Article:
Setting picks: It's time to roll with end-of-season honors


April 11, 2004|By MILTON KENT

Well, we've reached the end of another NBA regular season and with it comes a passel of awards, some you'll recognize and some you won't.

Most Valuable Player

Surely, the reigning two-time winner of this award, San Antonio's Tim Duncan, warrants serious consideration, though his injury absences and the fact that the Spurs will finish in the middle of the Western Conference diminishes his candidacy.

And Indiana Pacers forward Jermaine O'Neal deserves a serious look, too, if for no other reason than he was the best player on the team with the best record, even if it was in the Eastern Conference. And how could anyone ignore the work of Sacramento's Peja Stojakovic, who helped keep the Kings on the Western throne until Chris Webber got back from knee surgery.

But this year's MVP belongs, as last year's should have, to the Minnesota Timberwolves' Kevin Garnett. He led the league in double doubles. But more importantly, Garnett, armed with the strongest supporting cast ever, raised his game to a higher level and took the Timberwolves with him.

Order of finish: 1. Garnett. 2. O'Neal. 3. Stojakovic.

Rookie of the Year

Haven't heard much about the candidates in this race, huh?

Let's get the peripheral out of the way. In any other season, the Miami Heat's Dwyane Wade would be a lock for this award, but the Denver Nuggets' Carmelo Anthony (Towson Catholic) and Cleveland Cavaliers' LeBron James have made this a rookie race like no other since Magic Johnson and Larry Bird in 1980.

In a perfect world, this would be a tie just as the Grant Hill-Jason Kidd race (1995) and the Steve Francis-Elton Brand race (2000) finished. And whatever gap that exists is Manute Bol-thin, with both players being the principal factor in their respective team's improvement.

The feeling on the choice has ebbed and flowed all year, but with Cleveland nosediving late in the year and Denver hanging in for the eighth playoff slot in the tougher West, the sense here (and it is not a hometown sense) is that Anthony deserves the nod, by a hair.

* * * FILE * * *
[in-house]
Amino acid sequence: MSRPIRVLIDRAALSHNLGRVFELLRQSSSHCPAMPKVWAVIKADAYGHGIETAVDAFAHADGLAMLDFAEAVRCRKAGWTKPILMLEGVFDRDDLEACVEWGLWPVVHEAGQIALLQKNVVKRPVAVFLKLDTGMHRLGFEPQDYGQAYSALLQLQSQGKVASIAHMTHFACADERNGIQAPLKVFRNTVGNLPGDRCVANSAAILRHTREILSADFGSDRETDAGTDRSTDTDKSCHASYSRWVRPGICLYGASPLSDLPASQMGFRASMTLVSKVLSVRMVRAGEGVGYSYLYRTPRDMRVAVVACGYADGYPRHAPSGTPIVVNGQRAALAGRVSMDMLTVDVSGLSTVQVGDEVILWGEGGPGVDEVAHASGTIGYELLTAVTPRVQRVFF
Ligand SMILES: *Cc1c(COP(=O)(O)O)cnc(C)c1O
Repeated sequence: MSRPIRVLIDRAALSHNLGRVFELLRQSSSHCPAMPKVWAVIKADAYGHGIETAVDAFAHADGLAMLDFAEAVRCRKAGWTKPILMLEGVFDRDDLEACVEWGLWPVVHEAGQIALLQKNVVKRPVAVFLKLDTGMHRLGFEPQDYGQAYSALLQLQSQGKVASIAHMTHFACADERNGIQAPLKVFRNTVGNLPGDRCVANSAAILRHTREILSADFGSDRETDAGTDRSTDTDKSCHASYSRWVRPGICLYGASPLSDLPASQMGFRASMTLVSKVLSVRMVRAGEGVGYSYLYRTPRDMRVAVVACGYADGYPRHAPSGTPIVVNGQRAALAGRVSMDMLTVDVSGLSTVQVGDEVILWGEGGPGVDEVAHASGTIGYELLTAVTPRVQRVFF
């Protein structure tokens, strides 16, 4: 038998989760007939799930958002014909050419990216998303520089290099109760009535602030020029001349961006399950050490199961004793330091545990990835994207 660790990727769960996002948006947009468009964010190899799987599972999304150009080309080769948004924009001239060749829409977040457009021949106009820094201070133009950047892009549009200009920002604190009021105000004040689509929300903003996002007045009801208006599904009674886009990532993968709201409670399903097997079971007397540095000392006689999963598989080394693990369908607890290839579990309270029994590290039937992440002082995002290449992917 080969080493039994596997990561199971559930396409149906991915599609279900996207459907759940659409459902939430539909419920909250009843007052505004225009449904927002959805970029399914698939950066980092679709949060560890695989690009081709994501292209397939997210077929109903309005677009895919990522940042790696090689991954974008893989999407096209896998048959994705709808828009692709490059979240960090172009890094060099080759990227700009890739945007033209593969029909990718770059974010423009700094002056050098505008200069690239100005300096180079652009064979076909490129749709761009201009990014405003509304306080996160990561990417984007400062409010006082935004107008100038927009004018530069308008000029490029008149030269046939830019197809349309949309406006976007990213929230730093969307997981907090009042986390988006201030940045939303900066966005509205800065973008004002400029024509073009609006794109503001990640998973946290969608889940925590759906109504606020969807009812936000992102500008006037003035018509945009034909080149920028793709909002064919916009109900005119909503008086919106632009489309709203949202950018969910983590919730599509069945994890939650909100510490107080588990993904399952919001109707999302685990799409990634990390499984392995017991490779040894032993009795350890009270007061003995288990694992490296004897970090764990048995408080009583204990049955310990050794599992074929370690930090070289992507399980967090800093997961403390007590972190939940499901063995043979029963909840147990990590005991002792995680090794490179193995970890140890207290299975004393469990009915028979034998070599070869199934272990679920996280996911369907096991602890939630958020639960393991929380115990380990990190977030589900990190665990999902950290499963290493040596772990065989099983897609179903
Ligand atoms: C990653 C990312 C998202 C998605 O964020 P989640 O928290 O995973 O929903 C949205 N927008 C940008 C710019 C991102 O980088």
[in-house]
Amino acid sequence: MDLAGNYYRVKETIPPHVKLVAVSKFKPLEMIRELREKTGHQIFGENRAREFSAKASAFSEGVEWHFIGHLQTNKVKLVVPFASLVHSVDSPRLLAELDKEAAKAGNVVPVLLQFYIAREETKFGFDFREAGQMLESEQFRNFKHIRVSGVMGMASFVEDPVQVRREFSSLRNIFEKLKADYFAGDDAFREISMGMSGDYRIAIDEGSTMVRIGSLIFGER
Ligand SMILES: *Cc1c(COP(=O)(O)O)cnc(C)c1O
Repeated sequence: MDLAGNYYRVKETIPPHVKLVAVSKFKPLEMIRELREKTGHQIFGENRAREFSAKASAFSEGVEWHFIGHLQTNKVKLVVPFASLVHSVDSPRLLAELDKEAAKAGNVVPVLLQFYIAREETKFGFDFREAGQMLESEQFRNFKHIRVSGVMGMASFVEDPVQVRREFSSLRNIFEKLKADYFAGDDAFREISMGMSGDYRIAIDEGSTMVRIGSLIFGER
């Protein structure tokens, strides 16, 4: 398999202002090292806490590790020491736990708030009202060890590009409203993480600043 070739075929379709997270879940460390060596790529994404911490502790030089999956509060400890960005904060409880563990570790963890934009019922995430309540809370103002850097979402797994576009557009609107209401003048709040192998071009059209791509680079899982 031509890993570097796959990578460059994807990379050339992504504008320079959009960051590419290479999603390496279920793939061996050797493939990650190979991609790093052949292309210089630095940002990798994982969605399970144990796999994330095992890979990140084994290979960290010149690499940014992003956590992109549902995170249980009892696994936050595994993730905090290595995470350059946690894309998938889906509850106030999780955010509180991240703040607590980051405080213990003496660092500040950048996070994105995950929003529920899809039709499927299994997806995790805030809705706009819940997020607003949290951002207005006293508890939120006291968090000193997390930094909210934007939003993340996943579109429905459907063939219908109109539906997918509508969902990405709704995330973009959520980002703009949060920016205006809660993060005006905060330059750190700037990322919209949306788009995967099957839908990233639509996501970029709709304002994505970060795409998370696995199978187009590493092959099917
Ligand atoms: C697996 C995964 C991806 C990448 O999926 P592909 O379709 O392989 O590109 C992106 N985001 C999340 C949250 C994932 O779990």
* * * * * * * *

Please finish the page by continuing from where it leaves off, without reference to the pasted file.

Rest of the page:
Order of finish: 1. Anthony 2. James 3. Wade.

Coach of the Year

This race will be just as close as the rookie one is, with no shortage of worthy candidates.

Take Hubie Brown, for example. All the septuagenarian has done is take the Memphis Grizzlies to the first 50-win season in franchise history, while turning James Posey and Jason Williams into solid NBA players.

Then, there's Stan Van Gundy, who got the lowly Heat dumped on him when Pat Riley jumped ship just before the season. Or the Utah Jazz's Jerry Sloan, who saw one of the best pure point guards in league history, John Stockton, and one of the best power forwards in league history, Karl Malone, head to retirement and the Los Angeles Lakers, respectively. Both men have guided their teams to near .500 and the playoffs.

But from this vantage point, no one has done more with less than Milwaukee's Terry Porter, who took a Bucks team with no previously proven stars and got it to the postseason and possible home-court advantage in the first round. Not bad for someone who had never been a head coach on any level before this season.

Order of finish: 1. Porter. 2. Brown. 3. Sloan.


First team: Center - Shaquille O'Neal, Lakers. Forwards - Garnett; Stojakovic. Guards - Sam Cassell (Dunbar), Timberwolves; Kobe Bryant, Lakers.

Second team: Center - Yao Ming, Houston Rockets. Forwards - Duncan; Jermaine O'Neal. Guards - Jason Kidd, New Jersey Nets; Michael Redd, Bucks.

Third team: Center - Ben Wallace, Detroit Pistons. Forwards - Anthony; Ron Artest, Pacers. Guards - James; Baron Davis, New Orleans Hornets.

A few explanations are in order. Eyebrows, undoubtedly, will be raised over the placement of Cassell and Stojakovic on the first team, particularly the latter over Duncan.

Simply put, in a league filled with great forwards, Stojakovic, the NBA's second-leading scorer had a better year than Duncan and O'Neal.

And though other point guards (Kidd) might have been flashier or better scorers (Davis) than Cassell, no one better blended the all-around game.

Unsung Player of Year

If he played anywhere other than Salt Lake City, they would be making movies about Utah forward Andrei Kirilenko.

As it was, the 6-foot-9 forward came into his own in his third year, without Stockton and Malone and after Matt Harpring went down early with a knee injury. This guy will have a bright future - if anyone gets to see it.

Other nominees: Latrell Sprewell, Timberwolves; Voshon Lenard, Nuggets.

Overrated Player of Year

OK, so he did battle through some injury issues this year, but has any so-called money player come up smaller than the Toronto Raptors' Vince Carter?

Despite being among the top All-Star vote-getters each season, Carter has seemingly come up smaller each year since missing the game-winning shot in Game 7 of the 2001 Eastern semifinals.

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